Twenty years ago, when Jacqueline Huffman was hired at North Gwinnett High in Suwanee, the school had no marketing program. “But it was a good fit for this area, where so many of the students are college-bound, and marketing is a great major,” she said.
Huffman launched a chapter of what was then called the Distributive Education Clubs of America. Now known just as DECA, the program at North Gwinnett draws about 300 students each year who work on a variety of projects that combine classroom lessons with real-world learning.
“Joining gives them chances for career growth and practical experience,” said Huffman.
About 120 students put their skills into practice by running the school's retail store. It's been singled out in as a top specialty store in the county and recognized in national and international competitions as well. The bestsellers are spirit apparel, much of which can be customized for a specific team or logo.
“Last year, we won the state football championship, so our store had a blast,” said Huffman. “But a big part of what we do is also community service and leadership. We’re always looking for projects that allow students to be leaders in the school and community.”
Last year, DECA students launched a literacy project that proved to be a formidable community outreach as well. John Upchurch, a resident who sits on the county’s literacy committee, brought the idea to the club.
“I realized the county has two bookmobiles, but they didn’t have any books for the zero to 5 ages,” he said. “I knew about Jacqueline and DECA, and that they were very organized and could get things done. I showed them the gaps and told them we needed about $9,000 to give every child zero to 5 a book to keep this summer. And they have run with it. They’ve raised money, leveraged partnerships across the county and have almost reached the $9,000.”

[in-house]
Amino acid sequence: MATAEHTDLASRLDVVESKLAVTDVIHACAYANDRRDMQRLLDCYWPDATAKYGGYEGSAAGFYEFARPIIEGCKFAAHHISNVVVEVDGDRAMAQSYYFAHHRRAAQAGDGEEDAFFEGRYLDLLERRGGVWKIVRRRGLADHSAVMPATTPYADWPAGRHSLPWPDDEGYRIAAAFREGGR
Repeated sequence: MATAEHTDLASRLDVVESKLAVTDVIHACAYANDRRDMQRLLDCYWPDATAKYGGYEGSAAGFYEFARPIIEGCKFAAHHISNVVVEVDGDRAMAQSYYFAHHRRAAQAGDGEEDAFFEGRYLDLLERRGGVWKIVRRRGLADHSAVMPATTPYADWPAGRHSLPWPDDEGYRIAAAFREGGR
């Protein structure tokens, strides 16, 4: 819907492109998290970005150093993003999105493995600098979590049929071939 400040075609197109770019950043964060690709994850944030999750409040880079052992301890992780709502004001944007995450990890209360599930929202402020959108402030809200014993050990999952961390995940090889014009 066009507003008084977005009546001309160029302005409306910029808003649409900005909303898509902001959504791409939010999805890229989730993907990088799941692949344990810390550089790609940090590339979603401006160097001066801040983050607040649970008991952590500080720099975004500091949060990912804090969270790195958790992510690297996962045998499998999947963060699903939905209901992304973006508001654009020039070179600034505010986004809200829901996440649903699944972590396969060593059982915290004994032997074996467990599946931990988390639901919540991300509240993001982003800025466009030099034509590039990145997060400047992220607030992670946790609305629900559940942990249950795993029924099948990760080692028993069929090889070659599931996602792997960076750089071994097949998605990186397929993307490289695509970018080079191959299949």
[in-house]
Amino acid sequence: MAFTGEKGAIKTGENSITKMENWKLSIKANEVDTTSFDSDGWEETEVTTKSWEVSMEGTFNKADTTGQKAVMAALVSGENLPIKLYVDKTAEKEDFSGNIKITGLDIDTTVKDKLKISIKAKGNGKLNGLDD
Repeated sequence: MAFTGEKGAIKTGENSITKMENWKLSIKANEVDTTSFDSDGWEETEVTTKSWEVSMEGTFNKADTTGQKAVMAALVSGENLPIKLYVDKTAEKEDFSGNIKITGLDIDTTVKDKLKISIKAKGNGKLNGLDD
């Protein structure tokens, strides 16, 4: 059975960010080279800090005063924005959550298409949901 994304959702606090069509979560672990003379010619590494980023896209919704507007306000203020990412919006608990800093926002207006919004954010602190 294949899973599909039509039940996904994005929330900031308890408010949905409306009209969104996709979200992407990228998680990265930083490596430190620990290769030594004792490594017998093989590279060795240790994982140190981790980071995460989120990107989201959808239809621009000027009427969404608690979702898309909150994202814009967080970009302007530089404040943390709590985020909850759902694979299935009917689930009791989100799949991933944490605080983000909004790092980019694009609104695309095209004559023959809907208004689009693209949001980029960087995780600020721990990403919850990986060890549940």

Huffman said her students were stunned by some of the statistics Upchurch presented.
“He showed us that even in areas like Suwanee, where you’d think most kids come in well-equipped, they’re not ready for kindergarten,” said Huffman. “So we planned activities to raise awareness and get books into the hands of the kids.
“We’ve collected donations for the bookmobile with events like a Trunk or Treat at Halloween, when DECA members were dressed like their favorite characters and gave out candy and free books. In November we asked the 3,200 students here to look in their purses and backpacks, and donate their change for two minutes, and we collected more than $300.”
The project also involved English teachers who encouraged parents and students to buy books, and the result was more than $800 worth of donations for the bookmobile.
Junior and DECA President Savannah Gora said the project has been one of the group’s proudest efforts.
“We thought it was something we could really grab onto, and it would directly affect our county,” she said. “We all know our favorite childhood stories, and we wanted to give that to other kids who might not have that opportunity.”
Information about North Gwinnett high is online at northgwinnett.com; details about DECA can be found at deca.org.
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Each week we look at programs, projects and successful endeavors at area schools, from pre-K to grad school. To suggest a story, contact H.M. Cauley at email@example.com or 770-744-3042.
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